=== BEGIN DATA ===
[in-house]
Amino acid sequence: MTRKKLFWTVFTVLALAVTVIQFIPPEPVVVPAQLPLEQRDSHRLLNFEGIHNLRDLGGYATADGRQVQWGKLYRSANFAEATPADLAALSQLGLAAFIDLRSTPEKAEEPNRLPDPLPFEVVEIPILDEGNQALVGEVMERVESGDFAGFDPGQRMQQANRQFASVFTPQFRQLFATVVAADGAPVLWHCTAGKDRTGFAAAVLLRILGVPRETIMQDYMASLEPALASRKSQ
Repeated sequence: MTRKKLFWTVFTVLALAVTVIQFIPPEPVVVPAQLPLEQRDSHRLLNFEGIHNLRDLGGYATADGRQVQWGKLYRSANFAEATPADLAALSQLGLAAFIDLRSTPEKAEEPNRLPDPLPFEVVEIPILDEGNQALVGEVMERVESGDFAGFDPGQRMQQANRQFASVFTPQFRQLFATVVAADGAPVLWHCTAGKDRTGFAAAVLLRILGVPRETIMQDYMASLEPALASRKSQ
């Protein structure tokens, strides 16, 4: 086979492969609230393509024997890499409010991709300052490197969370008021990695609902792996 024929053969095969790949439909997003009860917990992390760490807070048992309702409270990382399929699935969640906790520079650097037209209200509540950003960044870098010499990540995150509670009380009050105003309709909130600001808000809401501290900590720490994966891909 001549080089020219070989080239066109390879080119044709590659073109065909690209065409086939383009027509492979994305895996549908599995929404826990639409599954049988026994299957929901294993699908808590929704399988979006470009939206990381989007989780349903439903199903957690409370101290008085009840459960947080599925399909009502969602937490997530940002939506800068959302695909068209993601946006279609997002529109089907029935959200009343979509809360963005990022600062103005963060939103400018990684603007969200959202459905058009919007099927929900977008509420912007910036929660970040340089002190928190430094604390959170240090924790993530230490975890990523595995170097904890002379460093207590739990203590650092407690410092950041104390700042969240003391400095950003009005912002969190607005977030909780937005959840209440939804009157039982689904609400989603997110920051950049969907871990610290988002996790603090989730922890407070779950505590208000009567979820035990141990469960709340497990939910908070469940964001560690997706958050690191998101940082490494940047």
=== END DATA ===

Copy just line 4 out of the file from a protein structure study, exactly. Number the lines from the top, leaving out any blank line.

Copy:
């Protein structure tokens, strides 16, 4: 086979492969609230393509024997890499409010991709300052490197969370008021990695609902792996 024929053969095969790949439909997003009860917990992390760490807070048992309702409270990382399929699935969640906790520079650097037209209200509540950003960044870098010499990540995150509670009380009050105003309709909130600001808000809401501290900590720490994966891909 001549080089020219070989080239066109390879080119044709590659073109065909690209065409086939383009027509492979994305895996549908599995929404826990639409599954049988026994299957929901294993699908808590929704399988979006470009939206990381989007989780349903439903199903957690409370101290008085009840459960947080599925399909009502969602937490997530940002939506800068959302695909068209993601946006279609997002529109089907029935959200009343979509809360963005990022600062103005963060939103400018990684603007969200959202459905058009919007099927929900977008509420912007910036929660970040340089002190928190430094604390959170240090924790993530230490975890990523595995170097904890002379460093207590739990203590650092407690410092950041104390700042969240003391400095950003009005912002969190607005977030909780937005959840209440939804009157039982689904609400989603997110920051950049969907871990610290988002996790603090989730922890407070779950505590208000009567979820035990141990469960709340497990939910908070469940964001560690997706958050690191998101940082490494940047």